Li-ion batteries could be charged up to five times more quickly

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A way of monitoring the internal temperatures and electrode potentials of lithium-ion batteries, developed by WMG, has found the batteries could be safely charged up to five times more quickly than currently recommended.

In order to avoid catastrophic failure, manufacturers stipulate a maximum charging rate based on what they think are the crucial temperature and potential levels to avoid. However, by monitoring a battery’s internal temperature and ‘per-electrode’ status, WMG has determined that commercially available Li-ion batteries could be charged at least five times more quickly.

The approach uses miniature reference electrodes and Fibre Bragg Gratings threaded through a bespoke strain protection layer. The result is a device that can have direct contact with all key parts of the battery, while withstanding electrical, chemical and mechanical stress during the battery’s operation. The technology, which works in-situ during a battery’s normal operation without impeding its performance, has been tested on standard commercially available batteries.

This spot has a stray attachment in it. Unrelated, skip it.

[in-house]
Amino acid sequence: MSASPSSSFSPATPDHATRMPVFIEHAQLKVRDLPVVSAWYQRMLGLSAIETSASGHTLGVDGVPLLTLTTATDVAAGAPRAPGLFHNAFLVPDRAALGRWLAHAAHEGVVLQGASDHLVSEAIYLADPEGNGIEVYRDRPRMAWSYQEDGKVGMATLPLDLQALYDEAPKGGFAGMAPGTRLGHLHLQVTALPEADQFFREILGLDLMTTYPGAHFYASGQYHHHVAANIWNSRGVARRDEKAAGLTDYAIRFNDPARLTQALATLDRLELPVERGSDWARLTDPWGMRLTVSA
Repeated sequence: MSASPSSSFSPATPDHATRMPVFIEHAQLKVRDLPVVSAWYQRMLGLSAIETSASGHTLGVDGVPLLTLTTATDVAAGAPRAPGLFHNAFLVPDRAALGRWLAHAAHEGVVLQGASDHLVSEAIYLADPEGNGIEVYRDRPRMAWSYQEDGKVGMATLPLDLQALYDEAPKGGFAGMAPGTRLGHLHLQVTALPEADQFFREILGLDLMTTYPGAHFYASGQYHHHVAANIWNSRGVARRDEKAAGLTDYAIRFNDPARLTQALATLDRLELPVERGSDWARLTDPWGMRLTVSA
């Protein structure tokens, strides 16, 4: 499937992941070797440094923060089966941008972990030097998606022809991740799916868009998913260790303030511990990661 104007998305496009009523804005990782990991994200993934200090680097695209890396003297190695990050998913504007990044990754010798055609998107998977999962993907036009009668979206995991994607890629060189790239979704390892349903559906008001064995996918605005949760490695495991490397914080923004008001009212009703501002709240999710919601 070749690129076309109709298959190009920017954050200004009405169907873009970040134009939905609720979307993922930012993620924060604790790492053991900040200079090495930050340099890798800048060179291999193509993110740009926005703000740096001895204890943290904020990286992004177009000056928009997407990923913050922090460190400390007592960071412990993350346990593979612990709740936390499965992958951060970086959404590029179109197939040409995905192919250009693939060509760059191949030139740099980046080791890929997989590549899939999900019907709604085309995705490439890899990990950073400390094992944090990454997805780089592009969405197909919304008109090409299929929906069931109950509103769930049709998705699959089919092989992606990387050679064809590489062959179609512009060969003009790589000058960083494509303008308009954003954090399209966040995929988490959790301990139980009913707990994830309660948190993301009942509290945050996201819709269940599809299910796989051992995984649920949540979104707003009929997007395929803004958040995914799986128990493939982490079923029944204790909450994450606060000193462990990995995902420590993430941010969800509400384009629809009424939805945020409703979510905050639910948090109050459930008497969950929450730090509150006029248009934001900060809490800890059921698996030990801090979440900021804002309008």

Lead researcher Dr Tazdin Amietszajew, pictured, said: “Faster charging, as always, comes at the expense of overall battery life, but many consumers would welcome the ability to charge a vehicle battery quickly.

“This technology is ready to apply to commercial batteries, but we would need to ensure that battery management systems on vehicles and the infrastructure, can accommodate variable charging rates.”

WMG’s Dr Rohit Bhagat noted: “This method gave us a novel instrumentation design for use on commercial 18650 cells that minimises adverse and previously unavoidable alterations to the cell geometry. We are confident that similar techniques can also be developed for use in pouch cells.”